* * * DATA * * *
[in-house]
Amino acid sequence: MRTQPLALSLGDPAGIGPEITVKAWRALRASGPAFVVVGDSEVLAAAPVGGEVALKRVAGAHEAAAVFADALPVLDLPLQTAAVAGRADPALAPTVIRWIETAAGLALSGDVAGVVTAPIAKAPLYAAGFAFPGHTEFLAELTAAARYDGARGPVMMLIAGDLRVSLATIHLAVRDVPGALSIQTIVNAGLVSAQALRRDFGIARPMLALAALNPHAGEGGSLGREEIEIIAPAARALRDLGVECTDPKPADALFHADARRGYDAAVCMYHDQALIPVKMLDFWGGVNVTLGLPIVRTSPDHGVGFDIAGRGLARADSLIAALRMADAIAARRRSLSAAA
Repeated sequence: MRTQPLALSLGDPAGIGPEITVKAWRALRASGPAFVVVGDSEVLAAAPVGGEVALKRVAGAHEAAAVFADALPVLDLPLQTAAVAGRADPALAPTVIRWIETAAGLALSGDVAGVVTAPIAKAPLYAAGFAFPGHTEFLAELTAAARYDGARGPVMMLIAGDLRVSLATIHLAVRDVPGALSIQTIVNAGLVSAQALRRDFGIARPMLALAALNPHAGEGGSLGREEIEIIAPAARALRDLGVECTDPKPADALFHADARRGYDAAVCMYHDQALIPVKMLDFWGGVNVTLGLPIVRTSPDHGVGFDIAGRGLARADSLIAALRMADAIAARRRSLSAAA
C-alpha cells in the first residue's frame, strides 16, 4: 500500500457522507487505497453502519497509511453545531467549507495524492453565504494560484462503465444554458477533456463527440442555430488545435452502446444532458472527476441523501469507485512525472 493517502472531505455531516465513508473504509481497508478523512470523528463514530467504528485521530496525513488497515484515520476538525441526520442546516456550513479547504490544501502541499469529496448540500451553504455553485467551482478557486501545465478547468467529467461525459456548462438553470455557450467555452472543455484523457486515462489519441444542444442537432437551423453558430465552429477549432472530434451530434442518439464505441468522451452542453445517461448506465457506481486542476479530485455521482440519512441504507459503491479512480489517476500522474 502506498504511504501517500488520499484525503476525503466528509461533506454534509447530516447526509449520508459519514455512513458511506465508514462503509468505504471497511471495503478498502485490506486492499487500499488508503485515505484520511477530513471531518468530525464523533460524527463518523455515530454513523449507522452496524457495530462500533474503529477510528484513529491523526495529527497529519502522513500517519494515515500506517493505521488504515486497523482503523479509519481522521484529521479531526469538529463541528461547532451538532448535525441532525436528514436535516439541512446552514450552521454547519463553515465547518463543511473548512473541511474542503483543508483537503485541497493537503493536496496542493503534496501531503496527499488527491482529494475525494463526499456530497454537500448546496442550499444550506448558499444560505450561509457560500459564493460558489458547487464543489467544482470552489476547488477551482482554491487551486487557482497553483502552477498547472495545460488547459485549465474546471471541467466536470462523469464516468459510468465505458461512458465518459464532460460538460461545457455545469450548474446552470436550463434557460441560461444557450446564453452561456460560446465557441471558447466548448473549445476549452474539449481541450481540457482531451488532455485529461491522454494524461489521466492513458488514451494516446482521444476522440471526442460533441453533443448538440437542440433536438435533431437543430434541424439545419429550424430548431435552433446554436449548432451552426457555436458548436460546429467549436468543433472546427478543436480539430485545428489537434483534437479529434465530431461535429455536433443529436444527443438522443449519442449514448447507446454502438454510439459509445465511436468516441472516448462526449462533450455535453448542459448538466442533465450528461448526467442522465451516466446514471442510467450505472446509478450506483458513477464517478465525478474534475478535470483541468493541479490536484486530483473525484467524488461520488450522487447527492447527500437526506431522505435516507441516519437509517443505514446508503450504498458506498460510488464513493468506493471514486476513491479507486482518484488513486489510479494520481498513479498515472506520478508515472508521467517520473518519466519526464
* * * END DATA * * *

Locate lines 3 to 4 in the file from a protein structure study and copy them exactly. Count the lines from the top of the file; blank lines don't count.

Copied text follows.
Repeated sequence: MRTQPLALSLGDPAGIGPEITVKAWRALRASGPAFVVVGDSEVLAAAPVGGEVALKRVAGAHEAAAVFADALPVLDLPLQTAAVAGRADPALAPTVIRWIETAAGLALSGDVAGVVTAPIAKAPLYAAGFAFPGHTEFLAELTAAARYDGARGPVMMLIAGDLRVSLATIHLAVRDVPGALSIQTIVNAGLVSAQALRRDFGIARPMLALAALNPHAGEGGSLGREEIEIIAPAARALRDLGVECTDPKPADALFHADARRGYDAAVCMYHDQALIPVKMLDFWGGVNVTLGLPIVRTSPDHGVGFDIAGRGLARADSLIAALRMADAIAARRRSLSAAA
C-alpha cells in the first residue's frame, strides 16, 4: 500500500457522507487505497453502519497509511453545531467549507495524492453565504494560484462503465444554458477533456463527440442555430488545435452502446444532458472527476441523501469507485512525472 493517502472531505455531516465513508473504509481497508478523512470523528463514530467504528485521530496525513488497515484515520476538525441526520442546516456550513479547504490544501502541499469529496448540500451553504455553485467551482478557486501545465478547468467529467461525459456548462438553470455557450467555452472543455484523457486515462489519441444542444442537432437551423453558430465552429477549432472530434451530434442518439464505441468522451452542453445517461448506465457506481486542476479530485455521482440519512441504507459503491479512480489517476500522474 502506498504511504501517500488520499484525503476525503466528509461533506454534509447530516447526509449520508459519514455512513458511506465508514462503509468505504471497511471495503478498502485490506486492499487500499488508503485515505484520511477530513471531518468530525464523533460524527463518523455515530454513523449507522452496524457495530462500533474503529477510528484513529491523526495529527497529519502522513500517519494515515500506517493505521488504515486497523482503523479509519481522521484529521479531526469538529463541528461547532451538532448535525441532525436528514436535516439541512446552514450552521454547519463553515465547518463543511473548512473541511474542503483543508483537503485541497493537503493536496496542493503534496501531503496527499488527491482529494475525494463526499456530497454537500448546496442550499444550506448558499444560505450561509457560500459564493460558489458547487464543489467544482470552489476547488477551482482554491487551486487557482497553483502552477498547472495545460488547459485549465474546471471541467466536470462523469464516468459510468465505458461512458465518459464532460460538460461545457455545469450548474446552470436550463434557460441560461444557450446564453452561456460560446465557441471558447466548448473549445476549452474539449481541450481540457482531451488532455485529461491522454494524461489521466492513458488514451494516446482521444476522440471526442460533441453533443448538440437542440433536438435533431437543430434541424439545419429550424430548431435552433446554436449548432451552426457555436458548436460546429467549436468543433472546427478543436480539430485545428489537434483534437479529434465530431461535429455536433443529436444527443438522443449519442449514448447507446454502438454510439459509445465511436468516441472516448462526449462533450455535453448542459448538466442533465450528461448526467442522465451516466446514471442510467450505472446509478450506483458513477464517478465525478474534475478535470483541468493541479490536484486530483473525484467524488461520488450522487447527492447527500437526506431522505435516507441516519437509517443505514446508503450504498458506498460510488464513493468506493471514486476513491479507486482518484488513486489510479494520481498513479498515472506520478508515472508521467517520473518519466519526464